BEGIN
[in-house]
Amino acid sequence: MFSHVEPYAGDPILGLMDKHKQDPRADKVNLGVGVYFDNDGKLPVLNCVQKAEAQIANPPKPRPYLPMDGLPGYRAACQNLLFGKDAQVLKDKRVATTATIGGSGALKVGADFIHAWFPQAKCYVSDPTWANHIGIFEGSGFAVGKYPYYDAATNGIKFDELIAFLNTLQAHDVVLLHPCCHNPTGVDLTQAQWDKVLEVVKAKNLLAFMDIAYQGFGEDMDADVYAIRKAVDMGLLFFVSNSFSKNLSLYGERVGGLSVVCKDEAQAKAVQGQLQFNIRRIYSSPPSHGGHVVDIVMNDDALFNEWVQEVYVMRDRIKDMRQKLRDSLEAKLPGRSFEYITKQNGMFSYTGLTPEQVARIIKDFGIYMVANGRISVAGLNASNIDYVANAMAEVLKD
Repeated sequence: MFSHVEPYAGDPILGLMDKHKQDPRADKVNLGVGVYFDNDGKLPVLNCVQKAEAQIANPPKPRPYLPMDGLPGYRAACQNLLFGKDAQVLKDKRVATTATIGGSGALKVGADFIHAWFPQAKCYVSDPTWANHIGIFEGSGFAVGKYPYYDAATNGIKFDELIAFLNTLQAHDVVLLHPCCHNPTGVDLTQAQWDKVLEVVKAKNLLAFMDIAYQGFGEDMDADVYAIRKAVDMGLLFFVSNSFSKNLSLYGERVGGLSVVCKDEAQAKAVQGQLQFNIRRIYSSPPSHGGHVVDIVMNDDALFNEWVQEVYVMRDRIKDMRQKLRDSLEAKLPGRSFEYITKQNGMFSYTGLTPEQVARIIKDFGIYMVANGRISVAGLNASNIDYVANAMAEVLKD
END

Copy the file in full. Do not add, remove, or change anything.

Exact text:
[in-house]
Amino acid sequence: MFSHVEPYAGDPILGLMDKHKQDPRADKVNLGVGVYFDNDGKLPVLNCVQKAEAQIANPPKPRPYLPMDGLPGYRAACQNLLFGKDAQVLKDKRVATTATIGGSGALKVGADFIHAWFPQAKCYVSDPTWANHIGIFEGSGFAVGKYPYYDAATNGIKFDELIAFLNTLQAHDVVLLHPCCHNPTGVDLTQAQWDKVLEVVKAKNLLAFMDIAYQGFGEDMDADVYAIRKAVDMGLLFFVSNSFSKNLSLYGERVGGLSVVCKDEAQAKAVQGQLQFNIRRIYSSPPSHGGHVVDIVMNDDALFNEWVQEVYVMRDRIKDMRQKLRDSLEAKLPGRSFEYITKQNGMFSYTGLTPEQVARIIKDFGIYMVANGRISVAGLNASNIDYVANAMAEVLKD
Repeated sequence: MFSHVEPYAGDPILGLMDKHKQDPRADKVNLGVGVYFDNDGKLPVLNCVQKAEAQIANPPKPRPYLPMDGLPGYRAACQNLLFGKDAQVLKDKRVATTATIGGSGALKVGADFIHAWFPQAKCYVSDPTWANHIGIFEGSGFAVGKYPYYDAATNGIKFDELIAFLNTLQAHDVVLLHPCCHNPTGVDLTQAQWDKVLEVVKAKNLLAFMDIAYQGFGEDMDADVYAIRKAVDMGLLFFVSNSFSKNLSLYGERVGGLSVVCKDEAQAKAVQGQLQFNIRRIYSSPPSHGGHVVDIVMNDDALFNEWVQEVYVMRDRIKDMRQKLRDSLEAKLPGRSFEYITKQNGMFSYTGLTPEQVARIIKDFGIYMVANGRISVAGLNASNIDYVANAMAEVLKD